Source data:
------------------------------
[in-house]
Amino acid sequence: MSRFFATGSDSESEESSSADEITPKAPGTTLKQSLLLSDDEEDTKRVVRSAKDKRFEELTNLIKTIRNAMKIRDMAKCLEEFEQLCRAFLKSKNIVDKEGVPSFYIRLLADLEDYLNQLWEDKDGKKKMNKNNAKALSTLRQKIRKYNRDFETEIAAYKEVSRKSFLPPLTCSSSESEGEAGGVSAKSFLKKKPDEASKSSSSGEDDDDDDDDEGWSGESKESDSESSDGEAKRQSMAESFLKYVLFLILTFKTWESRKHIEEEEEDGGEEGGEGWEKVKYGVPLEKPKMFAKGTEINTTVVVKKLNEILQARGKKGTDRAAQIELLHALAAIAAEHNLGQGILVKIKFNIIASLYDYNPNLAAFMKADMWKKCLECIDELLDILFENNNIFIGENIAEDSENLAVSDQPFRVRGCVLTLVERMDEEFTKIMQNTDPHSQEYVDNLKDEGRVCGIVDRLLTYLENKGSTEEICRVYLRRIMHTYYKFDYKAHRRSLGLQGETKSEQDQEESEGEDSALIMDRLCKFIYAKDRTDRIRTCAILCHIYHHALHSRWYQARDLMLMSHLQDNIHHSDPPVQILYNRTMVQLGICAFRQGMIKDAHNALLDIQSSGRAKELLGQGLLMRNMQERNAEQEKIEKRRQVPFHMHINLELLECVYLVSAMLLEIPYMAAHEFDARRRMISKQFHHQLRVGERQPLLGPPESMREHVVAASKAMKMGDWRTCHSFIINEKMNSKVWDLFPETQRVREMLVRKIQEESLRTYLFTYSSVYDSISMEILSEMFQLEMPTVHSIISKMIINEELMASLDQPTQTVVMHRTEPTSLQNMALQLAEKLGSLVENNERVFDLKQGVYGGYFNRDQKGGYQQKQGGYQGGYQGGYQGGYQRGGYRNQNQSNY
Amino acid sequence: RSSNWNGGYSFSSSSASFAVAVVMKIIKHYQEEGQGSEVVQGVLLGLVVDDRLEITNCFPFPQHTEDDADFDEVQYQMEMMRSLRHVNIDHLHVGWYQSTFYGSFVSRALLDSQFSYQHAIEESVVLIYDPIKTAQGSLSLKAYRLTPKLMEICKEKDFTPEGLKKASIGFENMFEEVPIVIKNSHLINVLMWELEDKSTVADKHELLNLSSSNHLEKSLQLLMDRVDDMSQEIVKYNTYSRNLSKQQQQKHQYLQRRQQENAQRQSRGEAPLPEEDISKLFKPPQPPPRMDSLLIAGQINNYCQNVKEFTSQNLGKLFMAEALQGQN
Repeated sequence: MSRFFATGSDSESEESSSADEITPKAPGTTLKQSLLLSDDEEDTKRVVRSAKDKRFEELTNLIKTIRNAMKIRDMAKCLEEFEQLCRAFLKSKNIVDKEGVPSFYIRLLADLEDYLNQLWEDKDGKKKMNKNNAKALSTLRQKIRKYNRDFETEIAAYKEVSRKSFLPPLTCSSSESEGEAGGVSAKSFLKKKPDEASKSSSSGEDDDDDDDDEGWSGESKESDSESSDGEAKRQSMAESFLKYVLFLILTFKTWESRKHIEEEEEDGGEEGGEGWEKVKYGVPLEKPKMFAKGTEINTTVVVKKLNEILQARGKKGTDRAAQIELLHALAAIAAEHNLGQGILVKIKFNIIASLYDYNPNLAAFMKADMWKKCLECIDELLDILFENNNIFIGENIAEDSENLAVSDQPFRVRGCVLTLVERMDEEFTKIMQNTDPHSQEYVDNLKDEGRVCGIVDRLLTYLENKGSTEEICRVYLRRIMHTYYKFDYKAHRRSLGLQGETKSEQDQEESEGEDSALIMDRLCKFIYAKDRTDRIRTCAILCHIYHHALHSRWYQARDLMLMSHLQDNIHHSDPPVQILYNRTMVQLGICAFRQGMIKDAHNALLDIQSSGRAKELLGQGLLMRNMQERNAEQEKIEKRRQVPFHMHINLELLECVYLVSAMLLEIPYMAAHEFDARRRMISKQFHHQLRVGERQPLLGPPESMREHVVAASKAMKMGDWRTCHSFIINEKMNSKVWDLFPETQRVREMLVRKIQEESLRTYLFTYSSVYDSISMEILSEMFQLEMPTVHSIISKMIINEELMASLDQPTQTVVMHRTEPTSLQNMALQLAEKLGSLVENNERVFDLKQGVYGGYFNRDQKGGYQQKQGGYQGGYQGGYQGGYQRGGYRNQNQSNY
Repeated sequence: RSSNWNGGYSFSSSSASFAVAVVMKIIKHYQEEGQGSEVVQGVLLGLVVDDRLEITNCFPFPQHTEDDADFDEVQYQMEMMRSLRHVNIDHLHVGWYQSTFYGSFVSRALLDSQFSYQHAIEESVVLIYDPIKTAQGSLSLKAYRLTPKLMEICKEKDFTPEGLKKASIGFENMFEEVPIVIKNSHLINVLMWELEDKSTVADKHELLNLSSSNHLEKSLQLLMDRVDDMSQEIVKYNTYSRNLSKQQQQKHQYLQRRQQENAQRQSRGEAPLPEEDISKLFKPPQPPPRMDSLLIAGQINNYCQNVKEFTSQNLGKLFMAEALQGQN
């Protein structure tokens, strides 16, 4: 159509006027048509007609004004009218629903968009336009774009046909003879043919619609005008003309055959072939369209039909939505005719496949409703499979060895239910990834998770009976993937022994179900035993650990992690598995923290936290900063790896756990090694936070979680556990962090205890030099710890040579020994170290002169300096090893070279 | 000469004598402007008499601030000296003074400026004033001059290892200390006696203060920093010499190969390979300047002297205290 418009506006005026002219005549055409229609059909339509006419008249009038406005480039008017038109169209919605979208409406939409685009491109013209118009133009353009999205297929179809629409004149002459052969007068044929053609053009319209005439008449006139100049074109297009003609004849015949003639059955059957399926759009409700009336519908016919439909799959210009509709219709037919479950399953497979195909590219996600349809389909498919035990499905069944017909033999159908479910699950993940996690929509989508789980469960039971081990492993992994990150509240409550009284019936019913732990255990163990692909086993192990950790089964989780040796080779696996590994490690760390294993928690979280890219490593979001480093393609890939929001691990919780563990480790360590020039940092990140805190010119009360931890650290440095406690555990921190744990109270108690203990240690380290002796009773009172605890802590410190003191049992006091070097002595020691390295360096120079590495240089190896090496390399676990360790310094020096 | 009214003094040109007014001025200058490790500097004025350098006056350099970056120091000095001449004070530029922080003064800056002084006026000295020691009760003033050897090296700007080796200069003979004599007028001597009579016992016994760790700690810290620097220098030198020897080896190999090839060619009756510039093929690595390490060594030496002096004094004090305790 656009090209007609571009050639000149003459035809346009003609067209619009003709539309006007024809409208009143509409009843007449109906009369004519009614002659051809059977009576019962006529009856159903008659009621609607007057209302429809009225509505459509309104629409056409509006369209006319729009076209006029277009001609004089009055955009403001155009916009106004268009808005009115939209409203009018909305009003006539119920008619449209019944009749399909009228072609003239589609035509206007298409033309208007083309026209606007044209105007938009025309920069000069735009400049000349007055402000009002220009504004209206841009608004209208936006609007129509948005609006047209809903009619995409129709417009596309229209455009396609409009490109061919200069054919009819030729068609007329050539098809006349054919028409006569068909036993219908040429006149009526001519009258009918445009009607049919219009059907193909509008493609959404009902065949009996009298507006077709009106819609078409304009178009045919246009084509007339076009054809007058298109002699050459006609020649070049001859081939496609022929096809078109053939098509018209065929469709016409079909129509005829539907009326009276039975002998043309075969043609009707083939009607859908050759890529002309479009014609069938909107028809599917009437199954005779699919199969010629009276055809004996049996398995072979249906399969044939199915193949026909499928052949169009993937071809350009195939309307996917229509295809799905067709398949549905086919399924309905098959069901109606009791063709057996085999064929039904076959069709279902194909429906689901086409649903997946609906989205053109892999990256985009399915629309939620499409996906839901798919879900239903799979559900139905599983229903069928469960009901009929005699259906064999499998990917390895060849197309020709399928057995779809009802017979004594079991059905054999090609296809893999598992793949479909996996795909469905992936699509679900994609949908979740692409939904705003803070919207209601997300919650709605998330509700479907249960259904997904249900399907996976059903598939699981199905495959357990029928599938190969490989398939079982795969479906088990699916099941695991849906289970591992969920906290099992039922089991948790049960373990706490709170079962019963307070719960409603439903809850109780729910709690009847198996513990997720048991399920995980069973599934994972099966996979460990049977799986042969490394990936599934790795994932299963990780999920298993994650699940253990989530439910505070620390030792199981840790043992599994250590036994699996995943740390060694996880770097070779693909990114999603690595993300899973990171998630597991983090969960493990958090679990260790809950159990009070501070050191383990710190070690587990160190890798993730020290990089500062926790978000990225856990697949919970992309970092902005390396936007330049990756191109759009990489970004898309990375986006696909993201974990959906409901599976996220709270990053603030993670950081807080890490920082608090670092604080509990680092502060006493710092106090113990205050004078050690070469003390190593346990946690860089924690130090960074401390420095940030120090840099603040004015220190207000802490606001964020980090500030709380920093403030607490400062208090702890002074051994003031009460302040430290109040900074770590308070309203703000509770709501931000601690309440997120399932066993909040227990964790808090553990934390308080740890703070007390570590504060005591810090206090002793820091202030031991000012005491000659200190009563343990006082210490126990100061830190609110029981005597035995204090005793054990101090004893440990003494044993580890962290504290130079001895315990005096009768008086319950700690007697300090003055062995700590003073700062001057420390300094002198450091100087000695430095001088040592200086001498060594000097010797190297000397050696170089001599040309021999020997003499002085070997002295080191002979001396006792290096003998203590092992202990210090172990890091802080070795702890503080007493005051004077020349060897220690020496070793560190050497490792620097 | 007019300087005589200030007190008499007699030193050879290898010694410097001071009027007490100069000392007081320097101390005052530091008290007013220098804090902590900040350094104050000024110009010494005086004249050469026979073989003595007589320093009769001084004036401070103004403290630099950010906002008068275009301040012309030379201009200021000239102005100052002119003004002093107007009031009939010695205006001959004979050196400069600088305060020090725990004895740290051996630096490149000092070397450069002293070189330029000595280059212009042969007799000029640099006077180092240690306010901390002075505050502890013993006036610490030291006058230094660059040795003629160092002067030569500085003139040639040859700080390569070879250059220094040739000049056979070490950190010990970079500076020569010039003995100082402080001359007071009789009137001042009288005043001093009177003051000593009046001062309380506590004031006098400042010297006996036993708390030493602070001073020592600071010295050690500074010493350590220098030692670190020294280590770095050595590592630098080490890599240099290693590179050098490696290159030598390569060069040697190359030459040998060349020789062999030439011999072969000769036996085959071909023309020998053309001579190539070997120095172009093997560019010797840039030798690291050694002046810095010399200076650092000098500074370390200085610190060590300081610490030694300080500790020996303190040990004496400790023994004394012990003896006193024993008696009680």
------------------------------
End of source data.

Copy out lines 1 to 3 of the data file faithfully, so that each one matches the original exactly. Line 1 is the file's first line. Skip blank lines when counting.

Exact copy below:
[in-house]
Amino acid sequence: MSRFFATGSDSESEESSSADEITPKAPGTTLKQSLLLSDDEEDTKRVVRSAKDKRFEELTNLIKTIRNAMKIRDMAKCLEEFEQLCRAFLKSKNIVDKEGVPSFYIRLLADLEDYLNQLWEDKDGKKKMNKNNAKALSTLRQKIRKYNRDFETEIAAYKEVSRKSFLPPLTCSSSESEGEAGGVSAKSFLKKKPDEASKSSSSGEDDDDDDDDEGWSGESKESDSESSDGEAKRQSMAESFLKYVLFLILTFKTWESRKHIEEEEEDGGEEGGEGWEKVKYGVPLEKPKMFAKGTEINTTVVVKKLNEILQARGKKGTDRAAQIELLHALAAIAAEHNLGQGILVKIKFNIIASLYDYNPNLAAFMKADMWKKCLECIDELLDILFENNNIFIGENIAEDSENLAVSDQPFRVRGCVLTLVERMDEEFTKIMQNTDPHSQEYVDNLKDEGRVCGIVDRLLTYLENKGSTEEICRVYLRRIMHTYYKFDYKAHRRSLGLQGETKSEQDQEESEGEDSALIMDRLCKFIYAKDRTDRIRTCAILCHIYHHALHSRWYQARDLMLMSHLQDNIHHSDPPVQILYNRTMVQLGICAFRQGMIKDAHNALLDIQSSGRAKELLGQGLLMRNMQERNAEQEKIEKRRQVPFHMHINLELLECVYLVSAMLLEIPYMAAHEFDARRRMISKQFHHQLRVGERQPLLGPPESMREHVVAASKAMKMGDWRTCHSFIINEKMNSKVWDLFPETQRVREMLVRKIQEESLRTYLFTYSSVYDSISMEILSEMFQLEMPTVHSIISKMIINEELMASLDQPTQTVVMHRTEPTSLQNMALQLAEKLGSLVENNERVFDLKQGVYGGYFNRDQKGGYQQKQGGYQGGYQGGYQGGYQRGGYRNQNQSNY
Amino acid sequence: RSSNWNGGYSFSSSSASFAVAVVMKIIKHYQEEGQGSEVVQGVLLGLVVDDRLEITNCFPFPQHTEDDADFDEVQYQMEMMRSLRHVNIDHLHVGWYQSTFYGSFVSRALLDSQFSYQHAIEESVVLIYDPIKTAQGSLSLKAYRLTPKLMEICKEKDFTPEGLKKASIGFENMFEEVPIVIKNSHLINVLMWELEDKSTVADKHELLNLSSSNHLEKSLQLLMDRVDDMSQEIVKYNTYSRNLSKQQQQKHQYLQRRQQENAQRQSRGEAPLPEEDISKLFKPPQPPPRMDSLLIAGQINNYCQNVKEFTSQNLGKLFMAEALQGQN